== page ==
Installation from binary

Install Forgejo and Git, create git user

NOTE: this guide assumes that you’ll host on the server with the domain

First, download the Forgejo binary for your CPU architecture and maybe verify the GPG signature, as described on the Forgejo download page.

Next, copy the downloaded Forgejo binary to /usr/local/bin/ (renaming it to just “forgejo”) and make it executable:

NOTE: when a line starts with #, it means the command ‘foo —bar’ must be run as root (or with sudo).

# cp forgejo-7.0.0-linux-amd64 /usr/local/bin/forgejo # chmod 755 /usr/local/bin/forgejo

Make sure git and git-lfs are installed: # apt install git git-lfs

Create a user git on the system. Forgejo will run as that user, and when accessing git through SSH (which is the default), this user is part of the URL (for example in git clone the git before the @ is the user you’ll create now). On Debian, Ubuntu and their derivatives that’s done with:

# adduser --system --shell /bin/bash --gecos 'Git Version Control' \
  --group --disabled-password --home /home/git  git

On Linux distributions not based on Debian/Ubuntu (this should at least work with Red Hat derivatives like Fedora, CentOS etc.), run this instead:

# groupadd --system git

# adduser --system --shell /bin/bash --comment 'Git Version Control' \
   --gid git --home-dir /home/git --create-home git

Create directories Forgejo will use

Now create the directories Forgejo will use and set access rights appropriately:

# mkdir /var/lib/forgejo
# chown git:git /var/lib/forgejo && chmod 750 /var/lib/forgejo

This is the directory Forgejo will store its data in, including your Git repositories.

# mkdir /etc/forgejo
# chown root:git /etc/forgejo && chmod 770 /etc/forgejo

This is the directory Forgejo’s config, called app.ini, is stored in. Initially it needs to be writable by Forgejo, but after the installation you can make it read-only for Forgejo because then it shouldn’t modify it anymore.

Optional: Set up database

When using sqlite as Forgejo’s database, nothing needs to be done here.

If you need a more powerful database, you can use MySQL/MariaDB or PostgreSQL (apparently sqlite is good enough for at least 10 users, but might even suffice for more).

See Forgejo’s Database Preparation guide for setup instructions.

Install systemd service for Forgejo

Forgejo provides a systemd service script. Download it to the correct location: # wget -O /etc/systemd/system/forgejo.service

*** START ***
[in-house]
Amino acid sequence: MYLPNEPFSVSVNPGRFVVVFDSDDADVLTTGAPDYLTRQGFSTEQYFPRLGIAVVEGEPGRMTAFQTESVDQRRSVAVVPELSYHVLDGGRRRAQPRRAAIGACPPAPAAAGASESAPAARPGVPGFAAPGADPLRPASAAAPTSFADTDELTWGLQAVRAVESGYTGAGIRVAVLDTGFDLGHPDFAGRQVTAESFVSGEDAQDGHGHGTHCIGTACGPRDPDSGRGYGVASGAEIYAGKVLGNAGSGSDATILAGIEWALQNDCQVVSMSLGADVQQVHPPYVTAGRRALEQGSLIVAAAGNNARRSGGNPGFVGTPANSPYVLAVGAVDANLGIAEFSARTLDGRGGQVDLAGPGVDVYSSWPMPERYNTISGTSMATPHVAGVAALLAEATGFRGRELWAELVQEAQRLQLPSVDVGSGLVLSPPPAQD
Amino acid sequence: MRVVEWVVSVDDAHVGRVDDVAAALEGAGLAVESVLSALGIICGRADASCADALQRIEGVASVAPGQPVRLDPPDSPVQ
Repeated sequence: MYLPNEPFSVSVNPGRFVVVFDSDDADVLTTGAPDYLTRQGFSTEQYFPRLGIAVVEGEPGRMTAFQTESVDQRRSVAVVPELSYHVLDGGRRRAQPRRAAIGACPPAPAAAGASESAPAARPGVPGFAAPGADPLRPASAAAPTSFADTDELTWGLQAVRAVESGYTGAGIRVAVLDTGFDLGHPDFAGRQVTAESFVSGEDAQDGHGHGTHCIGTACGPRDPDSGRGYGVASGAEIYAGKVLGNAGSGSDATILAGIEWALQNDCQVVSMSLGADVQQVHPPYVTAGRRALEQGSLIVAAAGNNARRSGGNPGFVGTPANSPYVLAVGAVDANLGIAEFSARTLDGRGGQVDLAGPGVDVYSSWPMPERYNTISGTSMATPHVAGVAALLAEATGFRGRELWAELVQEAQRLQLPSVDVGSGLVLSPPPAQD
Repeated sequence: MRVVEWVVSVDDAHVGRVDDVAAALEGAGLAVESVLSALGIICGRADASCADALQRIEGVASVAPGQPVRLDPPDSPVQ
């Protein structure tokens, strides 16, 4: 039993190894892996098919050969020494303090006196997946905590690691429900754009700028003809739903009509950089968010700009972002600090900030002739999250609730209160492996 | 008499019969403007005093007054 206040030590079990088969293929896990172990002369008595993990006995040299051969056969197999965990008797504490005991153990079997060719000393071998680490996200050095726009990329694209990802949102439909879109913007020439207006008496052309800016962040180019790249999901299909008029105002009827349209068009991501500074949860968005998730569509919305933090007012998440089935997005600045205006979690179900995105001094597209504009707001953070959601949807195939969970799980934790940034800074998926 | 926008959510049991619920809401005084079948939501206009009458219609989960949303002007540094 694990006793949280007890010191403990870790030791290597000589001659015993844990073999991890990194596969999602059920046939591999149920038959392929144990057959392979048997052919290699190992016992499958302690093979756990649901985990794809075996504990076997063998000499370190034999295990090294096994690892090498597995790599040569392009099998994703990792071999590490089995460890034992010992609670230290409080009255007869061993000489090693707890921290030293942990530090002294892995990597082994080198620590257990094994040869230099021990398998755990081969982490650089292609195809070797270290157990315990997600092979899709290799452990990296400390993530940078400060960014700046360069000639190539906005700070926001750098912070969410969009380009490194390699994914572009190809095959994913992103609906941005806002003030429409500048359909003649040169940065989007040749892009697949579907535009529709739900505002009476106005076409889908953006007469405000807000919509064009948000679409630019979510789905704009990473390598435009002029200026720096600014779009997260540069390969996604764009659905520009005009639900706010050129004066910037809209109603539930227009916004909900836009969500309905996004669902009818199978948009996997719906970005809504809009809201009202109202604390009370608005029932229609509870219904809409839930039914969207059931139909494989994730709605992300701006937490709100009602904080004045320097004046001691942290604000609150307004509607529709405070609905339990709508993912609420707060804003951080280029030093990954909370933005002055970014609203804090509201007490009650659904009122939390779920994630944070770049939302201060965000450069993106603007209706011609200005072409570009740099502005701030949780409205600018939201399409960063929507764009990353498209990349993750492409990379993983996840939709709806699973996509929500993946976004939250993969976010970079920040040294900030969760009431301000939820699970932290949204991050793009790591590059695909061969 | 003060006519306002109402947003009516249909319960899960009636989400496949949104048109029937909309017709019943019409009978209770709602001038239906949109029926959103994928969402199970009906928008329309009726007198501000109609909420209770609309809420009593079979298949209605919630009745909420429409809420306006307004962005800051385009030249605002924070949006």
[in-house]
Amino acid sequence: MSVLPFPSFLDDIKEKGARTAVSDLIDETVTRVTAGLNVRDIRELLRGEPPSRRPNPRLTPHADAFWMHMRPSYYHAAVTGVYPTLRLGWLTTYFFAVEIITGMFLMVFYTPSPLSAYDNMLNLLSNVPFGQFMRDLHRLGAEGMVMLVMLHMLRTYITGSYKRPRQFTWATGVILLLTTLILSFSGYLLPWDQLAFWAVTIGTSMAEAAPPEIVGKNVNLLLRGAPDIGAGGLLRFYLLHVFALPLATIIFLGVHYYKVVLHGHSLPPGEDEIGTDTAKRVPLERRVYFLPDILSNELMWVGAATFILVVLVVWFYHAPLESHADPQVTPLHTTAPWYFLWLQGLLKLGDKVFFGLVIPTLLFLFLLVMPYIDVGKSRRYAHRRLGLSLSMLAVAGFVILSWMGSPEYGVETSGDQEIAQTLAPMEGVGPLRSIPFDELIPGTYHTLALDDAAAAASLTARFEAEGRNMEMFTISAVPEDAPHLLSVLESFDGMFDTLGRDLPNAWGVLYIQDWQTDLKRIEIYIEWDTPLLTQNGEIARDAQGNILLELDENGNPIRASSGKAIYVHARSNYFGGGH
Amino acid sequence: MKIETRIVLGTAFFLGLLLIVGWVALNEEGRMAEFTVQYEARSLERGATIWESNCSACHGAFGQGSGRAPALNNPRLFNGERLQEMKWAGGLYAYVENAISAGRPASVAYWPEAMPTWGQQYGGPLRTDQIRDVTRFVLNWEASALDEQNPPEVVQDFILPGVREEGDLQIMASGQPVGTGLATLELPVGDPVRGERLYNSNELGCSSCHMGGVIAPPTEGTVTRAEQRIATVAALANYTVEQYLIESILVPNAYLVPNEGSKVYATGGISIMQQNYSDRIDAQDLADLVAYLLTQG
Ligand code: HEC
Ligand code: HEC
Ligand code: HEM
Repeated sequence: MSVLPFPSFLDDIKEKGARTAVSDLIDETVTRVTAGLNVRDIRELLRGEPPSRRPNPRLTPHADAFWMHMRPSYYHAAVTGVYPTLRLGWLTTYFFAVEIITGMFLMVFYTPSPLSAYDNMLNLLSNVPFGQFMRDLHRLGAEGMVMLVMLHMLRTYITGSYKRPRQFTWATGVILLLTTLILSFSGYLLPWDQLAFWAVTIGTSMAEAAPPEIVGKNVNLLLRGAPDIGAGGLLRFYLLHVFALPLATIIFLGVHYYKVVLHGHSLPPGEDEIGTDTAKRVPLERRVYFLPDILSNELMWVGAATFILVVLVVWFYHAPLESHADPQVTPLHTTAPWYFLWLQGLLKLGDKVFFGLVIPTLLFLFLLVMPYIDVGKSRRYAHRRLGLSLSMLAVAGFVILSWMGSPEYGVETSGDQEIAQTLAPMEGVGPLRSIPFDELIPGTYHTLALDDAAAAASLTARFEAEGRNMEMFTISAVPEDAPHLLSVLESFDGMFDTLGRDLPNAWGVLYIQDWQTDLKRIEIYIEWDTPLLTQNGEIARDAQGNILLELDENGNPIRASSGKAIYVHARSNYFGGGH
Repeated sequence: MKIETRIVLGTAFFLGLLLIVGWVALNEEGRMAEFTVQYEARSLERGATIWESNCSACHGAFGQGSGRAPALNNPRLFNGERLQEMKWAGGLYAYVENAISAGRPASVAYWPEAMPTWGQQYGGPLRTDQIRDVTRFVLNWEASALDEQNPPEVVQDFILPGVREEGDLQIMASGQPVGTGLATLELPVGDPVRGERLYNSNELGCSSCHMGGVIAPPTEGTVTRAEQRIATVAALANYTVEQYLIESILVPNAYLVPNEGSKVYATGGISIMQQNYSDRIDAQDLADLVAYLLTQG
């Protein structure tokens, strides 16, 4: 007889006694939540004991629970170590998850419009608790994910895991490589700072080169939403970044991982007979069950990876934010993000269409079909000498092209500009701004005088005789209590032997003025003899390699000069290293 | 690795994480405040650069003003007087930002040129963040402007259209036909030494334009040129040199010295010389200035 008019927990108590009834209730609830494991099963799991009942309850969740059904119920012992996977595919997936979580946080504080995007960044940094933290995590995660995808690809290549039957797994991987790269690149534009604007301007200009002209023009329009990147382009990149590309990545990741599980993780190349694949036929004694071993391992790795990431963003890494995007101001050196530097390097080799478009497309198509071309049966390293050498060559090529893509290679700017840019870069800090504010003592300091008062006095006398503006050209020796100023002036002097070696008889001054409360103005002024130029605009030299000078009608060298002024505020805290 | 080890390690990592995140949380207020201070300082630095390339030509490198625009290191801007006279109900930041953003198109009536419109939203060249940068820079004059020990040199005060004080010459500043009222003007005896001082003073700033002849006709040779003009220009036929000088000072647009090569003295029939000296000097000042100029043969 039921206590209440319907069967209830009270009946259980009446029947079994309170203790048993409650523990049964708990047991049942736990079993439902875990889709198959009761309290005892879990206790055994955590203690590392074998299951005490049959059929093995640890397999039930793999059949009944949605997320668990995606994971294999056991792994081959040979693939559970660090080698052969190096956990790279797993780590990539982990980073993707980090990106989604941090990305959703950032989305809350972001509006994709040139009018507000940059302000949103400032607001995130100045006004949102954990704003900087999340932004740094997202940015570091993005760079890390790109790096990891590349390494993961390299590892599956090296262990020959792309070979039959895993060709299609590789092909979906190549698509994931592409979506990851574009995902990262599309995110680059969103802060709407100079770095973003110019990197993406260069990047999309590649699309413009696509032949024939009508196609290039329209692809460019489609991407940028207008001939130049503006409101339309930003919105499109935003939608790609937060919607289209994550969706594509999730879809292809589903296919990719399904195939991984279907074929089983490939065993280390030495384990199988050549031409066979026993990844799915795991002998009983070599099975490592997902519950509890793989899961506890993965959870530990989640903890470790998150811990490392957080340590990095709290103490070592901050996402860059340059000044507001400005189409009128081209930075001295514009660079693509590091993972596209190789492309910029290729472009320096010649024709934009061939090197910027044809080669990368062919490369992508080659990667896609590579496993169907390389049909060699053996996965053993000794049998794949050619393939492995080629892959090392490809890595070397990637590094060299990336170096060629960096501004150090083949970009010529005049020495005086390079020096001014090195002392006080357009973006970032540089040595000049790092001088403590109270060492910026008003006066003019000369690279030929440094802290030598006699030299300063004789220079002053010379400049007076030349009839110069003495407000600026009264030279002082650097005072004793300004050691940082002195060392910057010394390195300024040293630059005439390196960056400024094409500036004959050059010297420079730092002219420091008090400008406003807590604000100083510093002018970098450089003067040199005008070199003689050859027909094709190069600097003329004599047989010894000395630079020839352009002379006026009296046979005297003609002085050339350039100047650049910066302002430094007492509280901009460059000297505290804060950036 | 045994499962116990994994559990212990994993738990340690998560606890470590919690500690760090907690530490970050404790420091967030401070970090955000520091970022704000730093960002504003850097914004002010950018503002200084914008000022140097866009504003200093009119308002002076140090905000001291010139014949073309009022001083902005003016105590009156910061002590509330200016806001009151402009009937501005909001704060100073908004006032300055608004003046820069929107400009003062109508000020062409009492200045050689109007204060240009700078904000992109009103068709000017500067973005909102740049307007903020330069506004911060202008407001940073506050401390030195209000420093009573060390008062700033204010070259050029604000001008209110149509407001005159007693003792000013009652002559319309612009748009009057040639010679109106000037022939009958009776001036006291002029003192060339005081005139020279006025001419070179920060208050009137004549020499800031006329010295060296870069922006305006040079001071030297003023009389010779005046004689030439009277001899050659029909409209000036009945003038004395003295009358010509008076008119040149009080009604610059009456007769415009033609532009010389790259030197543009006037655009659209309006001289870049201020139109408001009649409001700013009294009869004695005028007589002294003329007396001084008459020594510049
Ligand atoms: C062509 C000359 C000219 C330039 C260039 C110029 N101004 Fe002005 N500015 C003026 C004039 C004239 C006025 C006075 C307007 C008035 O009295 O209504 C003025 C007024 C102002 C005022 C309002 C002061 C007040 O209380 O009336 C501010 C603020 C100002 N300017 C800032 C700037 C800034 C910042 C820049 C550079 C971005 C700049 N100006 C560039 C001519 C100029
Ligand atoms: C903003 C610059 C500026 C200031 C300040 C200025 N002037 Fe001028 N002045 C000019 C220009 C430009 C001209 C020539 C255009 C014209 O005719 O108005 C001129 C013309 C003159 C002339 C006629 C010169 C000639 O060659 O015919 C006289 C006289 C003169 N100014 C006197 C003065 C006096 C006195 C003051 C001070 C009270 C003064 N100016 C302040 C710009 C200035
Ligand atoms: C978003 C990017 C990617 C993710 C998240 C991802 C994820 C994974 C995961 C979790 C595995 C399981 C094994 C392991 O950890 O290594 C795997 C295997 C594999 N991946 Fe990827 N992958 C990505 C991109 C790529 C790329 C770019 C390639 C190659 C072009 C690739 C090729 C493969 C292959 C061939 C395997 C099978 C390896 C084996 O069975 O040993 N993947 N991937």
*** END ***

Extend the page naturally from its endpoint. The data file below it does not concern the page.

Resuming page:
If you’re not using sqlite, but MySQL or MariaDB or PostgreSQL, you’ll have to edit that file (/etc/systemd/system/forgejo.service) and uncomment the corresponding Wants= and After= lines. Otherwise it should work as it is.

Now enable and start the Forgejo service, so you can go on with the installation: # systemctl enable forgejo.service # systemctl start forgejo.service

Forgejo’s web-based configuration

You should now be able to access Forgejo in your local web browser, so open

If it doesn’t work:

  • Make sure the forgejo service started successfully by checking the output of # systemctl status forgejo.service If that indicates an error but the log lines underneath are too incomplete to tell what caused it, # journalctl -n 100 --unit forgejo.service will print the last 100 lines logged by Forgejo.

You should be greeted by Forgejo’s “Initial Configuration” screen. The settings should be mostly self-explanatory, some hints:

  • Select the correct database (SQLite3, or if you configured something else in the “Set up database” step above, select that and set the corresponding options)
  • Server Domain should be (or whatever you’re actually using), Forgejo Base URL should be (assuming you won’t change HTTP_PORT a different value than 3000)
  • Check the Server and Third-Party Service Settings settings for settings that look relevant for you.
  • It may make sense to create the administrator account right now (Administrator Account Settings), even more so if you disabled self-registration.
  • Most settings can be changed in /etc/forgejo/app.ini later, so don’t worry about them too much.

Once you’re done configuring, click Install Forgejo and a few seconds later you should be on the dashboard (if you created an administrator account) or at the login/register screen, where you can create an account to then get to the dashboard.

So far, so good, but we’re not quite done yet - some manual configuration in the app.ini is needed.

Further configuration in Forgejo’s app.ini

Stop the forgejo service: # systemctl stop forgejo.service

While at it, make /etc/forgejo/ and the app.ini read-only for the git user (Forgejo doesn’t write to it after the initial configuration): # chmod 750 /etc/forgejo && chmod 640 /etc/forgejo/app.ini